The closing ceremony was early. I knew I wasn’t “winning” because I didn’t do the No Fin discipline so I wouldn’t have enough points which in a way I then wished I had done – who doesn’t want to win prizes? But I reminded myself my reasons for doing the dives and disciplines I did, I remembered my ear infection and my shift in mentality to approaching the competition and that feeling of ‘regret’ lasted about three minutes…after which I had a shot of rum courtesy of new friends and well, it was all happy thoughts after that! The night continued with increasing laughter, random rum shots that appeared in my hands, being thrown in the pool, losing my right-eye contact (definitely wasn’t driving home), and some very entertaining conversations that are somewhat buried in my memory file.
The next morning was spent enjoying my last hours in the hotel, under the sheets in the comfort of the A.C I wouldn’t be having any longer and room service breakfast. Eventually I had to check out and went to lunch at Apneista where I got some more hugs and smiles from people I love and had seen me training all these months. Met up there with some of the competition participants and it turned out I wasn’t the only one with random bruises on my body… scratches, bruises and cuts were the norm amongst us. You could say it was definitely a good night.
Looking back at my first experience competing and the decision I made of going forward with it regardless of things I was going through internally…all I can feel is a grand sense of self-pride. I decided to join the competition to have something to focus on, a set and fixed goal, something to keep my mind busy and my motivation going. It was such an important thing for me because at the time I signed up I wasn’t motivated. At all. I had put myself in a situation that caused a lot of internal conflict, I was feeling so angry and hurt, I was questioning some fundamental values and views of myself. Some of the training sessions were hard, I had to really dig into my head and pull out that athlete mentality from my years paddling, focus on what were my motivations, and simply push through. In retrospect it feels like with every dive that went by, every person I met along the way -in the water and out- it was all a time of reconstruction. Of re-building myself, stronger and more determined and better. This competition was kind of that big first step I needed to take after feeling so low for so long. I took advantage of every minute of it, I enjoyed everything and I really feel I made the best of it in every possible way. I am so thankful for everything that lead me to be in that state of mind, of fully being present and embracing everything that came up. I know I will cherish this experience for a very long time because it was such an important internal accomplishment. Sure, having the National Record was something I really wanted but in the end this competition was so much more than that to me. It was about finding myself again in the depths. It was about accepting things that I cannot control, and learning to trust myself again, to feel proud and strong, to realize I do have control over my mind and my reactions.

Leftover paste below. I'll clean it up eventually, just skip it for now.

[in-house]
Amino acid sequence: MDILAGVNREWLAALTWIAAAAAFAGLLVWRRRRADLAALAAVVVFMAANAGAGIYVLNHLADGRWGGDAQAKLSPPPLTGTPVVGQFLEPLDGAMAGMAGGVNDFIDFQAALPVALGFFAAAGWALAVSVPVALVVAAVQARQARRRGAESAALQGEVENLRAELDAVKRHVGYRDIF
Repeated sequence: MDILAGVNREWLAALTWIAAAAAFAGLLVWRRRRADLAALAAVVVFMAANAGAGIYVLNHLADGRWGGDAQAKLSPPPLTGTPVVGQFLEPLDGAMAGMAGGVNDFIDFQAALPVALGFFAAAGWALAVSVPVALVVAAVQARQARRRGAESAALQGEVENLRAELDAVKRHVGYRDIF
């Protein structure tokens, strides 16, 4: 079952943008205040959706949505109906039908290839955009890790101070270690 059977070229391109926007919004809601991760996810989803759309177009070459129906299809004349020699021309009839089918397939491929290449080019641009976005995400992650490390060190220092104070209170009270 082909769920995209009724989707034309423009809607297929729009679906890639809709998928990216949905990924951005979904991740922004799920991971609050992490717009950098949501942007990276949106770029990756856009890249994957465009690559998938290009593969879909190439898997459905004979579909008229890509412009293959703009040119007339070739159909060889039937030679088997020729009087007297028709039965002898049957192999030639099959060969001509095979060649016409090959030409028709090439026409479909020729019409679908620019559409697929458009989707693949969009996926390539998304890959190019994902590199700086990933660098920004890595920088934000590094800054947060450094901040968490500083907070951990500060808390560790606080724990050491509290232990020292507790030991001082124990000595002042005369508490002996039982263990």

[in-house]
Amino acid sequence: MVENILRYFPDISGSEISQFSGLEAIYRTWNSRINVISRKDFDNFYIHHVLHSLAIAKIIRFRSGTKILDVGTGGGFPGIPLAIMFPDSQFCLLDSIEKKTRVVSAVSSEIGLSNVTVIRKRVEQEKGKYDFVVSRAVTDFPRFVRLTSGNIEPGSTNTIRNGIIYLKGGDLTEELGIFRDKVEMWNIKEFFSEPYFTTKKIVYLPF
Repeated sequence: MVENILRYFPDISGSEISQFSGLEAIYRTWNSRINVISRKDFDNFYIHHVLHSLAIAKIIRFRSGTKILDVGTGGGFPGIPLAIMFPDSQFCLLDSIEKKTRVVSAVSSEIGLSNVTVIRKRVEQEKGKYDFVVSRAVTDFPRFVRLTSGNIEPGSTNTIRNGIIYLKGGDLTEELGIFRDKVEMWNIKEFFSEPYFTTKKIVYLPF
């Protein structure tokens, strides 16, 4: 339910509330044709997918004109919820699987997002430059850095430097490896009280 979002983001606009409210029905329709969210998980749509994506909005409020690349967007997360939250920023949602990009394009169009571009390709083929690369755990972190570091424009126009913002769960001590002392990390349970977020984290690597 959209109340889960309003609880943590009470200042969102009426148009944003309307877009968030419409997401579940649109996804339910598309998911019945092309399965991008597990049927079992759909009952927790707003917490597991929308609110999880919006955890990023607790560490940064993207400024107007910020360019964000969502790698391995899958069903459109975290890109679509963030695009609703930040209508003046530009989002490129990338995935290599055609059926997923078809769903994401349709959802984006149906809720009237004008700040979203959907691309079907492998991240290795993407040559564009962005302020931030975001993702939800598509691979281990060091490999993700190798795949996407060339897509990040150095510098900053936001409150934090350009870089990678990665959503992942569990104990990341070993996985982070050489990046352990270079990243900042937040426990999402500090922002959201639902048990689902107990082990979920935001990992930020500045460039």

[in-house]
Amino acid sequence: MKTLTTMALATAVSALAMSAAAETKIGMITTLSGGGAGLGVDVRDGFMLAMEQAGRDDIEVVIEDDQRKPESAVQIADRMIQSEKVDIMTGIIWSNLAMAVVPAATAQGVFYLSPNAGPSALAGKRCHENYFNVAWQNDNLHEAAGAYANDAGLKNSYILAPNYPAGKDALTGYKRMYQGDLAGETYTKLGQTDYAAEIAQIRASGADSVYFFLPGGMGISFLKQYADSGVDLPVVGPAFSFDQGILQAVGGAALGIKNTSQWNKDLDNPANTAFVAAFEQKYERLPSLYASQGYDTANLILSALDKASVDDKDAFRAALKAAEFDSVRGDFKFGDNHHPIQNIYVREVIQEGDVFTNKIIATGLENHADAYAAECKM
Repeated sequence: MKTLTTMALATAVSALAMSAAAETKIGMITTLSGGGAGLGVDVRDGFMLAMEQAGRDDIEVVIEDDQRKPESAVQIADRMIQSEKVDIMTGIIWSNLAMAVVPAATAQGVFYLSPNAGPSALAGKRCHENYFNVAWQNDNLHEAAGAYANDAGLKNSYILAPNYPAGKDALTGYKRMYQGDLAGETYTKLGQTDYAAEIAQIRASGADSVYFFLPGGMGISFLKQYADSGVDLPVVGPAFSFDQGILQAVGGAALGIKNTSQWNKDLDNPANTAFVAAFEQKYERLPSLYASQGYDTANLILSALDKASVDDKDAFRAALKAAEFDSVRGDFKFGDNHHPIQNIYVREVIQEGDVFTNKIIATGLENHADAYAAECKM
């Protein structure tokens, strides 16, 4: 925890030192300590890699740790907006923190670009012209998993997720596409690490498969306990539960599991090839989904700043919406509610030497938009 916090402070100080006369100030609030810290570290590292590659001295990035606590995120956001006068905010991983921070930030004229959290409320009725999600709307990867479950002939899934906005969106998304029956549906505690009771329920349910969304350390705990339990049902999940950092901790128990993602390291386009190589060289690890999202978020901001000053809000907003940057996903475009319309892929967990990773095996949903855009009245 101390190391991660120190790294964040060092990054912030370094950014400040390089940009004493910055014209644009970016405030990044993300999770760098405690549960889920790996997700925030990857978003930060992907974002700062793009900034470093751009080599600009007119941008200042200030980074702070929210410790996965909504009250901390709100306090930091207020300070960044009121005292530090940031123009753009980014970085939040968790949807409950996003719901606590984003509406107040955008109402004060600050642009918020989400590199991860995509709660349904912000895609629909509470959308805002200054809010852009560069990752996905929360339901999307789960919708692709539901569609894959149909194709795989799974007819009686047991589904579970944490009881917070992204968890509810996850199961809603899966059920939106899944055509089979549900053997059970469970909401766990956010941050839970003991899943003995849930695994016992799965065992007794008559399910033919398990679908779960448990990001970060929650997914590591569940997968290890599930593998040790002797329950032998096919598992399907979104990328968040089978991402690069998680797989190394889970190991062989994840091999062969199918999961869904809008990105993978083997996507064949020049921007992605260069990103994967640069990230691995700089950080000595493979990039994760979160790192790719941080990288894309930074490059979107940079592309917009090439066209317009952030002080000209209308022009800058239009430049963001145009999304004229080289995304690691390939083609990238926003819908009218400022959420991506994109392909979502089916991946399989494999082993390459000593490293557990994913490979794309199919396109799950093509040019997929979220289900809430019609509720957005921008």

To the organizers, competitors, safety team, coaches, friends and family that supported me throughout or that are still reading this…Thank you. You have all been a part of something bigger than you think and I am so happy and grateful for having you be a part of this incredible learning experience.